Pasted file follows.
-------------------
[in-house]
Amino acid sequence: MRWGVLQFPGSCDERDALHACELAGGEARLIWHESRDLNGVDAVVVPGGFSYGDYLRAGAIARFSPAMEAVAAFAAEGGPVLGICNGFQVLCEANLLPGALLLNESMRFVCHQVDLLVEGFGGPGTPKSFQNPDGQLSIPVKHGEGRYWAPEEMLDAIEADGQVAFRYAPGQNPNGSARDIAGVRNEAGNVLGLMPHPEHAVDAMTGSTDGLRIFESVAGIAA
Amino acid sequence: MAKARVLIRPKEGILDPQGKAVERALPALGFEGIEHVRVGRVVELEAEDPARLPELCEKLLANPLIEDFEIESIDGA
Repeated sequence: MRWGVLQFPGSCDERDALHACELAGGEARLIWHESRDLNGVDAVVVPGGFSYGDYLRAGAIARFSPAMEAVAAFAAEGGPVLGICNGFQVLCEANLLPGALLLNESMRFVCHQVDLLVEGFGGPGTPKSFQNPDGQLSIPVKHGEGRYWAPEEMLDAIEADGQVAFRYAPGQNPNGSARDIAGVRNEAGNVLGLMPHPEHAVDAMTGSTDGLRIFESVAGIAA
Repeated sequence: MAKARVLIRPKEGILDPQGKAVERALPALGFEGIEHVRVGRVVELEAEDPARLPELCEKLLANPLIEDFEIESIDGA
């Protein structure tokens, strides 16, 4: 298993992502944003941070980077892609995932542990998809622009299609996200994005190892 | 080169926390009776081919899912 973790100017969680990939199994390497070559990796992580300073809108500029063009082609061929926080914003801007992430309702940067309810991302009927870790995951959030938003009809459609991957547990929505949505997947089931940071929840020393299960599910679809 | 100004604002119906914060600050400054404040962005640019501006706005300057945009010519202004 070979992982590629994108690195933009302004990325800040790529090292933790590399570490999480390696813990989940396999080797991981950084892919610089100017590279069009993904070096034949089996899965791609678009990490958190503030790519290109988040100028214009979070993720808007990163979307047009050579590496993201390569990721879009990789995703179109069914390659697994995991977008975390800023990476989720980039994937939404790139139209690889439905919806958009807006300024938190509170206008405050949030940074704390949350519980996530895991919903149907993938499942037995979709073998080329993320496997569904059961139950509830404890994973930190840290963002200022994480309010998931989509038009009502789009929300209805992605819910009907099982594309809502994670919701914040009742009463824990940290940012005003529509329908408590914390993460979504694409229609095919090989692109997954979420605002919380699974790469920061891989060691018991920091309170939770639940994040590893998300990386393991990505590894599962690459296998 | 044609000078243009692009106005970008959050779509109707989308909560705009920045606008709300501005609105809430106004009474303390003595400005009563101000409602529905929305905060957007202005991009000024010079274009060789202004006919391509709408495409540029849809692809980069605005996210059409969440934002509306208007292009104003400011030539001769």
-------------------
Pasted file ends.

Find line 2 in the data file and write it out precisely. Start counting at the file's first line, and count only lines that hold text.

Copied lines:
Amino acid sequence: MRWGVLQFPGSCDERDALHACELAGGEARLIWHESRDLNGVDAVVVPGGFSYGDYLRAGAIARFSPAMEAVAAFAAEGGPVLGICNGFQVLCEANLLPGALLLNESMRFVCHQVDLLVEGFGGPGTPKSFQNPDGQLSIPVKHGEGRYWAPEEMLDAIEADGQVAFRYAPGQNPNGSARDIAGVRNEAGNVLGLMPHPEHAVDAMTGSTDGLRIFESVAGIAA